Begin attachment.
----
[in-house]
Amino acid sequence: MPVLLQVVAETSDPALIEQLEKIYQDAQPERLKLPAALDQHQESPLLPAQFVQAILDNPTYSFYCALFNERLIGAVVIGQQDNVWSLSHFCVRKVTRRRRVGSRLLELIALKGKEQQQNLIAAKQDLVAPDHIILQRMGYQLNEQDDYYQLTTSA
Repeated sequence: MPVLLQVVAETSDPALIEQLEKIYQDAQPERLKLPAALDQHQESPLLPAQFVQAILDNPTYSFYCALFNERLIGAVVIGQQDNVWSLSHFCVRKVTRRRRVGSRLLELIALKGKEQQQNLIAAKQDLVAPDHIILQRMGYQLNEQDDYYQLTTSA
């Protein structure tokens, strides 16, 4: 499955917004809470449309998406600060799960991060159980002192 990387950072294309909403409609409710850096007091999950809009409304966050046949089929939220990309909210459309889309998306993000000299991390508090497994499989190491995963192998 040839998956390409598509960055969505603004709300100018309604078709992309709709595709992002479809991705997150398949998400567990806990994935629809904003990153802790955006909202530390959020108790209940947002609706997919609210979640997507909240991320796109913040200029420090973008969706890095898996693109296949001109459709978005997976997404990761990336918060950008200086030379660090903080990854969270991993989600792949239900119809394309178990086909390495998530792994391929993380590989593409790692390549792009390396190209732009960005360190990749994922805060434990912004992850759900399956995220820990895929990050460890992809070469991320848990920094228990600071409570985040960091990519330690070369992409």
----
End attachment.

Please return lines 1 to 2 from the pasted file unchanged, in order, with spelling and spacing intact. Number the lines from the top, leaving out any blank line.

[in-house]
Amino acid sequence: MPVLLQVVAETSDPALIEQLEKIYQDAQPERLKLPAALDQHQESPLLPAQFVQAILDNPTYSFYCALFNERLIGAVVIGQQDNVWSLSHFCVRKVTRRRRVGSRLLELIALKGKEQQQNLIAAKQDLVAPDHIILQRMGYQLNEQDDYYQLTTSA